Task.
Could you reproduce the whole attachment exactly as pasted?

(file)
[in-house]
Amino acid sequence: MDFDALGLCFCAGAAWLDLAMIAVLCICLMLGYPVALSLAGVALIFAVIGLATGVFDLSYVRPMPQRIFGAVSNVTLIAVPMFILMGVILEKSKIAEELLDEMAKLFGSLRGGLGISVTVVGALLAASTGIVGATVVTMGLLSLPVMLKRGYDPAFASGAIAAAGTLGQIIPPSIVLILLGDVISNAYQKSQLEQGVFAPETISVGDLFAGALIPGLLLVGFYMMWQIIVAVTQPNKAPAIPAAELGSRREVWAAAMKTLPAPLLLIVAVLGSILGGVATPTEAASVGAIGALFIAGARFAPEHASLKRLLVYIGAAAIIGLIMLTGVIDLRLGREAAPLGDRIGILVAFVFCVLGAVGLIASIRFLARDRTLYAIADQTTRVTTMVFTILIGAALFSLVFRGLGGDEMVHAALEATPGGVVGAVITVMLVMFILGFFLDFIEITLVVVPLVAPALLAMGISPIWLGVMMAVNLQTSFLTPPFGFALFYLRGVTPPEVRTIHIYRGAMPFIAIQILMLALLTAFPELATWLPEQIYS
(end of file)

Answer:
[in-house]
Amino acid sequence: MDFDALGLCFCAGAAWLDLAMIAVLCICLMLGYPVALSLAGVALIFAVIGLATGVFDLSYVRPMPQRIFGAVSNVTLIAVPMFILMGVILEKSKIAEELLDEMAKLFGSLRGGLGISVTVVGALLAASTGIVGATVVTMGLLSLPVMLKRGYDPAFASGAIAAAGTLGQIIPPSIVLILLGDVISNAYQKSQLEQGVFAPETISVGDLFAGALIPGLLLVGFYMMWQIIVAVTQPNKAPAIPAAELGSRREVWAAAMKTLPAPLLLIVAVLGSILGGVATPTEAASVGAIGALFIAGARFAPEHASLKRLLVYIGAAAIIGLIMLTGVIDLRLGREAAPLGDRIGILVAFVFCVLGAVGLIASIRFLARDRTLYAIADQTTRVTTMVFTILIGAALFSLVFRGLGGDEMVHAALEATPGGVVGAVITVMLVMFILGFFLDFIEITLVVVPLVAPALLAMGISPIWLGVMMAVNLQTSFLTPPFGFALFYLRGVTPPEVRTIHIYRGAMPFIAIQILMLALLTAFPELATWLPEQIYS